Eleanor Roosevelt: Facts And Trivia You Didn't Know About The Feminist Icon
As FDR's first lady, Eleanor Roosevelt matured into a icon of the feminist movement and a symbol of charity and activism. But she wasn't always the wise, confident, charismatic woman she became in her later years.
She Was Born A Roosevelt
Feminist that she was, it's likely that Eleanor Roosevelt wouldn't have changed her name when she got married, but as luck would have it, she didn't have to. In fact, when then-president (and her uncle) Theodore Roosevelt walked her down the aisle at her wedding, he quipped, "Nothing like keeping the name in the family." It was no coincidence: Franklin Delano Roosevelt was actually her fifth cousin, once removed.
Her Mother Thought She Was Ugly
Eleanor's mother, Anna, was a beautiful woman but ashamed of her daughter, who she regarded as a failure in the beauty department. She was cold and distant to Eleanor and even called her "Granny" because of her frumpy appearance and serious nature.
While she was starved for attention as a child, she grew to understand that beauty is only skin deep. She knew she had plenty going for her: At 5'10, she was athletically built, and she always said that the happiest moment of her life was when she found out she made her school's field hockey team. When she was 14, she wrote, "No matter how plain a woman may be, if truth and loyalty are stamped upon her face, all will be attracted to her."
She Didn't Let A Shipwreck Stifle Her Sense Of Adventure
Eleanor Roosevelt was just three years old when she escaped death in a terrifying shipwreck. She was a passenger on the S.S. Britannic, along with her parents and aunt, when it collided with another ship, the S.S. Celtic. As her ship took on water, young Eleanor was lowered into a lifeboat and taken with her parents aboard the Celtic, which then returned to New York.
The experience left Roosevelt with a lifelong fear of ships, but she loved the newest form of transportation: flying. In the 1930s, she developed a close friendship with famed aviator Amelia Earhart, and one time, the pair sneaked out of a White House function so that Earhart could take the First Lady on a ride in her airplane. Eleanor so loved the thrill of flying that she obtained a student permit, but her husband put an end to her aviation dreams.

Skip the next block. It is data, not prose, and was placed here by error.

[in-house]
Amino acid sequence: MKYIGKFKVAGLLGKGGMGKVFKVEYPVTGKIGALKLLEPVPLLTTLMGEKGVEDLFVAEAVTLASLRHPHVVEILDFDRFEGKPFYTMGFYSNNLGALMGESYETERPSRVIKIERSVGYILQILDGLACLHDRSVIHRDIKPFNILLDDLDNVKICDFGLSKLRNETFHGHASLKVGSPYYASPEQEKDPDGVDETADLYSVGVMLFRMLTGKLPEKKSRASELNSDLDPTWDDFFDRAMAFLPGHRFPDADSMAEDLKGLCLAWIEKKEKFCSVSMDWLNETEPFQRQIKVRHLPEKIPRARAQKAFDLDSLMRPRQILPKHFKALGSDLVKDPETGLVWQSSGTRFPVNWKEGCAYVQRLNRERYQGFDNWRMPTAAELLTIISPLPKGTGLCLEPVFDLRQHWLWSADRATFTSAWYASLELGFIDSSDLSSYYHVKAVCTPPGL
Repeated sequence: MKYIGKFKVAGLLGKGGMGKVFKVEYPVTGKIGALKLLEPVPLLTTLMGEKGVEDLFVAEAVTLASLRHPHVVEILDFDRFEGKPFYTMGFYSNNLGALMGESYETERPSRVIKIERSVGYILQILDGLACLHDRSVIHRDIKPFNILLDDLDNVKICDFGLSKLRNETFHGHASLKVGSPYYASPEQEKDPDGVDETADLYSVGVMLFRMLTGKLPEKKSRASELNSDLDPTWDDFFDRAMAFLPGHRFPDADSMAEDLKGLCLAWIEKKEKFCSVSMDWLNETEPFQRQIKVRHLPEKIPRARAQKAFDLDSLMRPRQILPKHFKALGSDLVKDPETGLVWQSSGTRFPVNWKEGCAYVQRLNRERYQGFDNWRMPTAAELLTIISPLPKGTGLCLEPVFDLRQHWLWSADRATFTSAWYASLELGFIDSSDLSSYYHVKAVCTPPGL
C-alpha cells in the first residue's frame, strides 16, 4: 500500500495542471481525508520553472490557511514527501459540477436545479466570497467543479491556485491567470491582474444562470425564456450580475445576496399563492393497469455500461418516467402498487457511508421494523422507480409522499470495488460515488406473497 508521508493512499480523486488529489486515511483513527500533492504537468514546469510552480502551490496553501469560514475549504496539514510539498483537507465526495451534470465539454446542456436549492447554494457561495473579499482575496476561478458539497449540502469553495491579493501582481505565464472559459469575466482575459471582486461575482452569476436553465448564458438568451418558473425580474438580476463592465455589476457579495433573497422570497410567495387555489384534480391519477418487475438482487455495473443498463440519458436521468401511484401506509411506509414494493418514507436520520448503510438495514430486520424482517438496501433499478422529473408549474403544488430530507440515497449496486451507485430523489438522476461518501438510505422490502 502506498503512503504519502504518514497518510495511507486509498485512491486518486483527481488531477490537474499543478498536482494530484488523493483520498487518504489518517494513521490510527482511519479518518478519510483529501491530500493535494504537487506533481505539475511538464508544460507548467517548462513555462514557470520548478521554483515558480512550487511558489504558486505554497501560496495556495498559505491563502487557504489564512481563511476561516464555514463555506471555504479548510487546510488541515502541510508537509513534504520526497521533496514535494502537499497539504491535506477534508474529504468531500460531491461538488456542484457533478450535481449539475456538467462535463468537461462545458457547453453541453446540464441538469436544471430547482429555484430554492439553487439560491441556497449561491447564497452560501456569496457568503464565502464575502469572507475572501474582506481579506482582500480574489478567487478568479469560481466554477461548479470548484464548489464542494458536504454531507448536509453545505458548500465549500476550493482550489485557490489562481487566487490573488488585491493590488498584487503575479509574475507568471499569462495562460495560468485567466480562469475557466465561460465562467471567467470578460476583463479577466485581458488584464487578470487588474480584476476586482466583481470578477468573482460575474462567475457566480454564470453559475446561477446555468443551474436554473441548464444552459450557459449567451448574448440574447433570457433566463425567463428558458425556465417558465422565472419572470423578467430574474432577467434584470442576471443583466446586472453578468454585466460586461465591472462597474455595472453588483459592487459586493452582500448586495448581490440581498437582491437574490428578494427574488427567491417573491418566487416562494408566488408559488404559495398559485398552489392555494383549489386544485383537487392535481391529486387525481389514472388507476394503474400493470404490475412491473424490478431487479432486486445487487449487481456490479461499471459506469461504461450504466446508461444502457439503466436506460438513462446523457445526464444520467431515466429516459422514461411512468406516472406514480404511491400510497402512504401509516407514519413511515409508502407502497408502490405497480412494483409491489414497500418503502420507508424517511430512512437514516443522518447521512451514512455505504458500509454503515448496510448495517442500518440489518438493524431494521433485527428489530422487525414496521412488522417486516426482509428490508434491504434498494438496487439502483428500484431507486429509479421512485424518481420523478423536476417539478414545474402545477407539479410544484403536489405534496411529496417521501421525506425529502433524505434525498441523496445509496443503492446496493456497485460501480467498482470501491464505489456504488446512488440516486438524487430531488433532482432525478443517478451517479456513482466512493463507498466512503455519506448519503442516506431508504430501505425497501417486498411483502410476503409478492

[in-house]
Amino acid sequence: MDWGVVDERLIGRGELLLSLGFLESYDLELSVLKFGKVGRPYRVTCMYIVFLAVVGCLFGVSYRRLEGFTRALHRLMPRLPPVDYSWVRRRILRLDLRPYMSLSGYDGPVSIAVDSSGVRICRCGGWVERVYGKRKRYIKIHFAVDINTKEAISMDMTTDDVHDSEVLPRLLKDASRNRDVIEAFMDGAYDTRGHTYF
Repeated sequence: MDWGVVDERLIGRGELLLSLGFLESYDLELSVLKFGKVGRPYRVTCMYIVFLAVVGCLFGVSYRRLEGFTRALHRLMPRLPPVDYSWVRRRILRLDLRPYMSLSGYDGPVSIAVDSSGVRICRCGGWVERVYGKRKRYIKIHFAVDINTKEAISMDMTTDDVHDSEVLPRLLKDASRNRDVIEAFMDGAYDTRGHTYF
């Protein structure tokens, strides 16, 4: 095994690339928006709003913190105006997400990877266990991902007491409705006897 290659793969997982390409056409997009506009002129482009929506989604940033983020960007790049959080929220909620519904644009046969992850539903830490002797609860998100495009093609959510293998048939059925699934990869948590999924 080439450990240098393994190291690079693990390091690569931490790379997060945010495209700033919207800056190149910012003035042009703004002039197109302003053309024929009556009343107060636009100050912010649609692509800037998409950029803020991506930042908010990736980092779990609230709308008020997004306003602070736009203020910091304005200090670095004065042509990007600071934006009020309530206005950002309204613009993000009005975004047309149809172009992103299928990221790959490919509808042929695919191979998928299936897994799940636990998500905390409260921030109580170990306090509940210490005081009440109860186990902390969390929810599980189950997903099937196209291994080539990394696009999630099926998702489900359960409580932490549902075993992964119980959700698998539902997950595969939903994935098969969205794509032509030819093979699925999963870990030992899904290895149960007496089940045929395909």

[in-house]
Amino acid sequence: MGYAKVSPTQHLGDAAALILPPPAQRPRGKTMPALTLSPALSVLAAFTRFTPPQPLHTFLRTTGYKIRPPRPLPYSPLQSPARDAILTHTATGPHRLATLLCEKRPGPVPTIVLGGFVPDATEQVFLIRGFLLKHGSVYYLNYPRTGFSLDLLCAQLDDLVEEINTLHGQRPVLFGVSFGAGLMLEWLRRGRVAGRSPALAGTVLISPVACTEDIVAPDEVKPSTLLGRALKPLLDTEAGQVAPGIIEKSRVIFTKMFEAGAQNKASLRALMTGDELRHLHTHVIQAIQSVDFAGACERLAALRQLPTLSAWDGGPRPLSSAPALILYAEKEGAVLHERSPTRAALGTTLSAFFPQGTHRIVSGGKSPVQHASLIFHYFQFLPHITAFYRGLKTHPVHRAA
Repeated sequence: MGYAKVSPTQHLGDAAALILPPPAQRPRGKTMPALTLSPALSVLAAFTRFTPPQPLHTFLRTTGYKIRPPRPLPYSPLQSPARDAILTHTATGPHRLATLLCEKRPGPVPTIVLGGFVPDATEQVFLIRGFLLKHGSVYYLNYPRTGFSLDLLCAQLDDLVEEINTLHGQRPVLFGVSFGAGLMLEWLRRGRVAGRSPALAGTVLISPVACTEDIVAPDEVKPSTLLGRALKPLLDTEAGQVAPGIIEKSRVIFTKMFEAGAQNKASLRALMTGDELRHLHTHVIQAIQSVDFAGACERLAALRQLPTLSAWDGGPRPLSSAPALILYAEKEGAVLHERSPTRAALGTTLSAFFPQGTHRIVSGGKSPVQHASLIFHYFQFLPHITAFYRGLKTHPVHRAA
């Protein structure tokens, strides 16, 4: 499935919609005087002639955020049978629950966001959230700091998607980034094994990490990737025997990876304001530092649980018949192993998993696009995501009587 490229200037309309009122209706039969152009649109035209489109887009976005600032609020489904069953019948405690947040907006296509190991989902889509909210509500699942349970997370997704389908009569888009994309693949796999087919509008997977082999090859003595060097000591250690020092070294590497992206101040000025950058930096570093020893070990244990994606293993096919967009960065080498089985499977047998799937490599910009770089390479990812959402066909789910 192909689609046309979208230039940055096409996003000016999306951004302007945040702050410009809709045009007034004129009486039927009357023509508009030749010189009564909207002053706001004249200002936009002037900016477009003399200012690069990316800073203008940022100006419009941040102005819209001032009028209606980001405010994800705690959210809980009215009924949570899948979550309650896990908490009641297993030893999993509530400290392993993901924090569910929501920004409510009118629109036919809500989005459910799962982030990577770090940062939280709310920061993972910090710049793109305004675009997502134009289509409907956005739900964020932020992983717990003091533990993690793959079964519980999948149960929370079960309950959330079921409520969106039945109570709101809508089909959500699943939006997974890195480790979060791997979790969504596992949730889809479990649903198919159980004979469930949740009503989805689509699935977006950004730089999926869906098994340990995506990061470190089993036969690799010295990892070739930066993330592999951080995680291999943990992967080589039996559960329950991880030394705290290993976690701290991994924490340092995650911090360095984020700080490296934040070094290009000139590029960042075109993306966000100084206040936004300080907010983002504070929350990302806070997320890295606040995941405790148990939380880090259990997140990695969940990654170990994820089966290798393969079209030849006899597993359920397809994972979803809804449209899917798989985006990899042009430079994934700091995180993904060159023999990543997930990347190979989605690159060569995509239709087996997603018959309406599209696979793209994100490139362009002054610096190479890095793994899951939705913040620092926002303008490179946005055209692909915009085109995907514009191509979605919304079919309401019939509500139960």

Happily Ever After?
Politically, Franklin and Eleanor Roosevelt were a great match. They were intellectual, from "good" families (or rather, family), and passionate about helping people. The passion didn't appear to extend to their private lives, however. Almost as soon as they married, Eleanor became aware that her husband had a mistress, and rumors have persisted for decades that one or both Roosevelts were gay.
Eleanor was particularly close to a journalist named Lorena Hickok, who famously eschewed all things conventionally feminine and encouraged Eleanor to host her own women-only press conferences to discuss women's issues. Correspondence between them hints that their friendship was something more, but even without concrete proof, Eleanor Roosevelt is an icon of today's LGBT community.
Whatever the case, Franklin and Eleanor had six children together, but Eleanor didn't enjoy the physical side of marriage. She once described sex as an "ordeal to be borne" and usually chose to focus her energies on her public life rather than the domestic sphere.
Even if they'd enjoyed the storybook romance they displayed to the public, FDR's mother, Sarah Delano, made herself a constant wedge between the couple. When Mrs. Delano found out about Franklin's secret proposal to Eleanor, she all but kidnapped him, whisking him off on a Caribbean cruise to separate him from his betrothed. Of course, it didn't work, so Delano had to settle for meddling in the rest of their lives. She lived with the couple and controlled all aspects of the household, doling out a weekly allowance to the newlyweds well after the honeymoon phase.
Out Of The (White) House
Between 1935 and 1962, Eleanor produced a newspaper column called "My Day" in which she wrote about everyday family life as well as her thoughts on hot-button issues of the day. She never missed a week, except when her husband died unexpectedly in 1945.
In a rare move by a former First Lady, Eleanor Roosevelt used her celebrity to hawk a wide rage of consumer goods on television. She appeared in commercials for everything from mattresses to hot dogs. In the 1950s, when the proprietors of a new non-dairy, butter-like spread had trouble moving their product, they paid Roosevelt $35,000 to appear in a commercial endorsing margarine. It did the trick: Her commercial boosted margarine sales considerably, and Eleanor used her fee to buy 6,000 care packages for families in need.
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